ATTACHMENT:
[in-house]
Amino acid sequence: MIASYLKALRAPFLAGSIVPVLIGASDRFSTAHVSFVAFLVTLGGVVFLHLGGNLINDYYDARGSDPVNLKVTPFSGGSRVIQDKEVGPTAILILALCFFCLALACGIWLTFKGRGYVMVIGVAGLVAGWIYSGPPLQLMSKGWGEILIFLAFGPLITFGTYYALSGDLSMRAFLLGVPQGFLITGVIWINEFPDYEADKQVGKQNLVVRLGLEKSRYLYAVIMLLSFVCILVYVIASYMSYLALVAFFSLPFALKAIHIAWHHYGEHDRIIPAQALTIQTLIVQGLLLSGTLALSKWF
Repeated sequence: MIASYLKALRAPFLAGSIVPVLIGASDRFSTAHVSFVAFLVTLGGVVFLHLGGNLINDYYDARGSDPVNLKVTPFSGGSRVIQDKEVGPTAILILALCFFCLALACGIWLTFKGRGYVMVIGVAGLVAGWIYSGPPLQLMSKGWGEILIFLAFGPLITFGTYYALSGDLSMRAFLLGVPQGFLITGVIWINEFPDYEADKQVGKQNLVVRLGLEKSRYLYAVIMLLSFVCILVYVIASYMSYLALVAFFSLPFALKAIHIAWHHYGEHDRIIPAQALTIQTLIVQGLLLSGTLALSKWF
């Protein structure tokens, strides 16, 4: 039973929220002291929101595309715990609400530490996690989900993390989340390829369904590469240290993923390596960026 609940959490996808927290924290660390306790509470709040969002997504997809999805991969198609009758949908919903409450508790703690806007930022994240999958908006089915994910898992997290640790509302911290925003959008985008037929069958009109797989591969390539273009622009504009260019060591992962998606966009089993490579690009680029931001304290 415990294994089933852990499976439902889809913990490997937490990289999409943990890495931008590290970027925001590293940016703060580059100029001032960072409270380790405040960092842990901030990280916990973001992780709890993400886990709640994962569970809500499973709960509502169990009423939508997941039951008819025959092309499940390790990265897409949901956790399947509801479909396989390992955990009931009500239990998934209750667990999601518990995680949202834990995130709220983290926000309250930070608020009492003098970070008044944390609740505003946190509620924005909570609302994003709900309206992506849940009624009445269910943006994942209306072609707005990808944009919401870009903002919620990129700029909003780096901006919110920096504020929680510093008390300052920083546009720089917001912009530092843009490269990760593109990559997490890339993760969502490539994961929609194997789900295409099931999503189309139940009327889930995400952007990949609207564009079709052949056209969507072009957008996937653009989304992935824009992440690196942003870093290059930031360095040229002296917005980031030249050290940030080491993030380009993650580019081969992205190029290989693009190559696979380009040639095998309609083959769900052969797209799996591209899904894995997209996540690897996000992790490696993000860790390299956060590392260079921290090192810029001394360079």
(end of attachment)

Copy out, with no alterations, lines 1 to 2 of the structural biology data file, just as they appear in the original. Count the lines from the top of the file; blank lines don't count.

[in-house]
Amino acid sequence: MIASYLKALRAPFLAGSIVPVLIGASDRFSTAHVSFVAFLVTLGGVVFLHLGGNLINDYYDARGSDPVNLKVTPFSGGSRVIQDKEVGPTAILILALCFFCLALACGIWLTFKGRGYVMVIGVAGLVAGWIYSGPPLQLMSKGWGEILIFLAFGPLITFGTYYALSGDLSMRAFLLGVPQGFLITGVIWINEFPDYEADKQVGKQNLVVRLGLEKSRYLYAVIMLLSFVCILVYVIASYMSYLALVAFFSLPFALKAIHIAWHHYGEHDRIIPAQALTIQTLIVQGLLLSGTLALSKWF